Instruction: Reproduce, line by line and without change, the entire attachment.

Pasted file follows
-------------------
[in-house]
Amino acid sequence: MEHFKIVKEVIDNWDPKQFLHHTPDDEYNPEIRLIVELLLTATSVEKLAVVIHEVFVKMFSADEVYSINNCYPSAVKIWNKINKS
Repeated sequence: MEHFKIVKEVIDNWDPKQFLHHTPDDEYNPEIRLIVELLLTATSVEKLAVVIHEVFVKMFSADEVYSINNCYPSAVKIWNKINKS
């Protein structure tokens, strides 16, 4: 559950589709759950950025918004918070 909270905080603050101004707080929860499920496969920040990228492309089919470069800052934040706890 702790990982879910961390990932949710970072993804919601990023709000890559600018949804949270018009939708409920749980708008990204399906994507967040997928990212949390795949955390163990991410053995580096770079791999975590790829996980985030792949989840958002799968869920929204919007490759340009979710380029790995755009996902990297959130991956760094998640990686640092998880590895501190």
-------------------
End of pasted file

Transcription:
[in-house]
Amino acid sequence: MEHFKIVKEVIDNWDPKQFLHHTPDDEYNPEIRLIVELLLTATSVEKLAVVIHEVFVKMFSADEVYSINNCYPSAVKIWNKINKS
Repeated sequence: MEHFKIVKEVIDNWDPKQFLHHTPDDEYNPEIRLIVELLLTATSVEKLAVVIHEVFVKMFSADEVYSINNCYPSAVKIWNKINKS
């Protein structure tokens, strides 16, 4: 559950589709759950950025918004918070 909270905080603050101004707080929860499920496969920040990228492309089919470069800052934040706890 702790990982879910961390990932949710970072993804919601990023709000890559600018949804949270018009939708409920749980708008990204399906994507967040997928990212949390795949955390163990991410053995580096770079791999975590790829996980985030792949989840958002799968869920929204919007490759340009979710380029790995755009996902990297959130991956760094998640990686640092998880590895501190």